7. valleygrail - October 5, 2014

Family stories are the best! Wonderful memories.

nrhatch - October 5, 2014

I’ve had fun working my way through my grandfather’s letters ~ especially enjoyed his occasional turn of phrase (e.g., “no soap”).

8. diannegray - October 5, 2014

It must be so lovely reading these letters, Nancy. Thank you so much for sharing them with us! 😀

nrhatch - October 5, 2014

Glad you enjoyed, Dianne. My grandfather always looked so serious that I’ve enjoyed seeing him goof around. I’m going to share a few more gems. Maybe once a week, plus or minus.

9. Grannymar - October 5, 2014

Nancy, I’m smiling and remembering the first time I cooked the turkey. I was all of twelve #12 years of age.

nrhatch - October 5, 2014

Fantastic telling, GM. Such a wee bairn to be plucking a dead bird. I’d have run squawking from the kitchen.

I’ve never had to behead or de-feet a fowl, much less pluck its feathers. From the sounds of it, you did well!

Grannymar - October 6, 2014

AND lived to tell the tale!

nrhatch - October 6, 2014

And tell it well. 😎

10. jannatwrites - October 5, 2014

Thanksgiving as a child was always a flurry of activity… and I don’t know if there was ever a year where all of the items were ready at the same time…it seemed something was in a holding pattern no matter what.

nrhatch - October 5, 2014

Mom managed to get the bird out to rest in time to use the oven to keep everything else warm until she was ready to serve. I doubt she would have done as well on Christmas Day with presents competing with cooking. So I think my grandfather did pretty well . . . good thing everyone was hungry.

For Christmas, we had roast beef, Yorkshire pudding, veggies, and plum pudding for dessert.

11. Eric Tonningsen - October 5, 2014

The last photo makes Port-o-Pots look kind of sanitary… or at least private. Over the years I have found turkey prep to be hit or miss. I guess it doesn’t help that I’ve prepped in differently each year., Then again, I don’t always follow recipes precisely, either.

nrhatch - October 5, 2014

Yes. Communal pits for pots are the pits! I want access to a sanitary private interior pot . . . with no breeze.

I bet your pups get treated to some turkey too, don’t they?

It’s been years since I’ve cooked a turkey ~ I don’t miss anything but the aroma wafting through the house. Fixing Thanksgiving dinner is much easier without Big Bird hogging the oven.

We host Thanksgiving for my sister’s family, but they’re all vegetarian or vegan too. So it’s no fuss, no bother.

And plenty of room for pie! :mrgreen:

12. Behind the Story - October 5, 2014

Those old letters from the past are fun. You’re lucky to have them.

My grandma always prepared an excellent turkey dinner–everything just right. Roasting a turkey is no problem; it’s taking the meat off the bones after dinner and cleaning up the mess I could do without.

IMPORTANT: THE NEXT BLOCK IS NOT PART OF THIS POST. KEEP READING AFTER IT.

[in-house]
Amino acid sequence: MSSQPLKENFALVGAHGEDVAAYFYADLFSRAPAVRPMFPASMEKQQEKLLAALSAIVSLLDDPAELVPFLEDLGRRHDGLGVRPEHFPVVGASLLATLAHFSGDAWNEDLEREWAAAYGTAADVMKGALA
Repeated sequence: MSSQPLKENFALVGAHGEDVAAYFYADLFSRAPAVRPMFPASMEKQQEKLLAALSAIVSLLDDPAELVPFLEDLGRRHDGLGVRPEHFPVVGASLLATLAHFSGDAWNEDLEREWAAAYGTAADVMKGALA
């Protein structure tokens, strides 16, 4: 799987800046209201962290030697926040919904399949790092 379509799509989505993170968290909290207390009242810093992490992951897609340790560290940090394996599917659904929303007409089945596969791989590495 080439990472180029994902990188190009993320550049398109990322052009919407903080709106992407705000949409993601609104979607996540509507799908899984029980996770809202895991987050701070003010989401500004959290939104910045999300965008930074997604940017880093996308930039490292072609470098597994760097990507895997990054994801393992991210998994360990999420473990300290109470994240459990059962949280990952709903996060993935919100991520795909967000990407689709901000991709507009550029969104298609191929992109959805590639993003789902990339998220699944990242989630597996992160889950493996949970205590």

nrhatch - October 5, 2014

You’re right. Getting it into the oven is a breeze . . . unless you’re 12 years old and handed a bird with head, feet, and feathers intact. To read more, see the link at comment #9 to Grannymar’s post.

13. uju - October 6, 2014

The out-house looks better on whatever part of the world that is. Back home here my folks used to handle their business in dug holes in the bushes 😀 In-door plumbing still trumps anyway.

Had lots of gun reading this 🙂

nrhatch - October 6, 2014

Hi Uju . . . thanks for swinging round from Timi’s blog. I so agree. Indoor plumbing is a modern necessary for most of us. I bet that’s why one of the nicknames for a bathroom is “the necessary.”

In Alaska (and elsewhere), they dig holes for their business and construct a small hut with a seat over the hole. Instant Outhouse. When it’s “full” . . . they dig a new hole, fill in the old hole, and move the hut. I wonder if that’s why football players say, “hut one . . . hut two . . . hut three . . . hike”? 😛

14. Three Well Beings - October 6, 2014

I would love to have the wealth in family letters that you have, Nancy. They are such a peek into our past and I think tell us more about who we came from then relying on memory. The little quirky details are just so rich! I can remember an outhouse at my great-grandmother’s Missouri home. We would travel by car from CA to a little city, Cassville, MO, and my memories are vivid of the vegetable garden and sweet smiles and hugs…and needing to get up in the night and use the outhouse. I was appalled! We spend so much time thinking about the “good old days” and going back just into my own childhood and we get to the place where indoor plumbing wasn’t necessarily an expectation! Hahaha!

nrhatch - October 6, 2014

This morning, I filed the letters in two 3-ring binders, by date. So anytime someone wants a peek into the past, they can enjoy a bit of time travel without feeling discombobulated by bouncing around the time capsule.

The closest experience I’ve had to your nocturnal visits to your great-grandparents’ outhouse in Cassville MO occurred when camping with my parents (who often chose parks with no plumbing). My siblings and I referred to non-flush commodes as “shit pits” . . . much to my parents’ chagrin. :mrgreen:

15. Sun Temples and Druids | Spirit Lights The Way - June 17, 2015

[…] posts re dad’s dad:  The Other Side of Retirement * How NOT To Cook A Turkey * Pragmatic Thoughts on Life & Death * Wry Observations on Dry Politics * Flying Squirrels […]